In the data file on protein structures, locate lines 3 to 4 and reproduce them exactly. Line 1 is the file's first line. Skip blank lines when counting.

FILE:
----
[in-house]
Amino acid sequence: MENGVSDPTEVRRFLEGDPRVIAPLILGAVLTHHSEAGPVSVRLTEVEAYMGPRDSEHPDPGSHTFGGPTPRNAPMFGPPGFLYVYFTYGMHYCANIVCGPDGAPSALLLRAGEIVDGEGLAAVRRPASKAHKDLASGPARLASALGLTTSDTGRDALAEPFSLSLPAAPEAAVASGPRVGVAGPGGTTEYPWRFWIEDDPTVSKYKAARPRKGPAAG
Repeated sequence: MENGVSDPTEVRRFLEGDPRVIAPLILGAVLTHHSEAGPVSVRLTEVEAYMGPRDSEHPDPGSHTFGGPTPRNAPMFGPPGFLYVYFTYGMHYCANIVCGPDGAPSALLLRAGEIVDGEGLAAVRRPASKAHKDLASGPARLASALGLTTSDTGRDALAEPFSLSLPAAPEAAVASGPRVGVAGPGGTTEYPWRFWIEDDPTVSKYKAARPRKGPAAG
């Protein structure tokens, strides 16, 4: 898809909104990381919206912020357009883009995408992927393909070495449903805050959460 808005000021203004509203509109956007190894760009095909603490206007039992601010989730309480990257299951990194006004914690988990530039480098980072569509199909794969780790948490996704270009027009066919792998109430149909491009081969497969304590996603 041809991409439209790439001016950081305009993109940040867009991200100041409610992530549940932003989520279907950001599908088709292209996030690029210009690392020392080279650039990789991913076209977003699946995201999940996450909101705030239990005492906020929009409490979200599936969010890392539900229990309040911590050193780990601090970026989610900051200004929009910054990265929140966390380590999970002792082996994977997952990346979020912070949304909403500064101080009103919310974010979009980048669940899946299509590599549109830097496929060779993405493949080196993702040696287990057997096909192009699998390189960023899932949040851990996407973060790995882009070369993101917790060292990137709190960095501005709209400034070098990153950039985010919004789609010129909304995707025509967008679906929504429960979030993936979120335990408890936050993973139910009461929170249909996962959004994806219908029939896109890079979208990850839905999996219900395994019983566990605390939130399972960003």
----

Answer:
Repeated sequence: MENGVSDPTEVRRFLEGDPRVIAPLILGAVLTHHSEAGPVSVRLTEVEAYMGPRDSEHPDPGSHTFGGPTPRNAPMFGPPGFLYVYFTYGMHYCANIVCGPDGAPSALLLRAGEIVDGEGLAAVRRPASKAHKDLASGPARLASALGLTTSDTGRDALAEPFSLSLPAAPEAAVASGPRVGVAGPGGTTEYPWRFWIEDDPTVSKYKAARPRKGPAAG
């Protein structure tokens, strides 16, 4: 898809909104990381919206912020357009883009995408992927393909070495449903805050959460 808005000021203004509203509109956007190894760009095909603490206007039992601010989730309480990257299951990194006004914690988990530039480098980072569509199909794969780790948490996704270009027009066919792998109430149909491009081969497969304590996603 041809991409439209790439001016950081305009993109940040867009991200100041409610992530549940932003989520279907950001599908088709292209996030690029210009690392020392080279650039990789991913076209977003699946995201999940996450909101705030239990005492906020929009409490979200599936969010890392539900229990309040911590050193780990601090970026989610900051200004929009910054990265929140966390380590999970002792082996994977997952990346979020912070949304909403500064101080009103919310974010979009980048669940899946299509590599549109830097496929060779993405493949080196993702040696287990057997096909192009699998390189960023899932949040851990996407973060790995882009070369993101917790060292990137709190960095501005709209400034070098990153950039985010919004789609010129909304995707025509967008679906929504429960979030993936979120335990408890936050993973139910009461929170249909996962959004994806219908029939896109890079979208990850839905999996219900395994019983566990605390939130399972960003």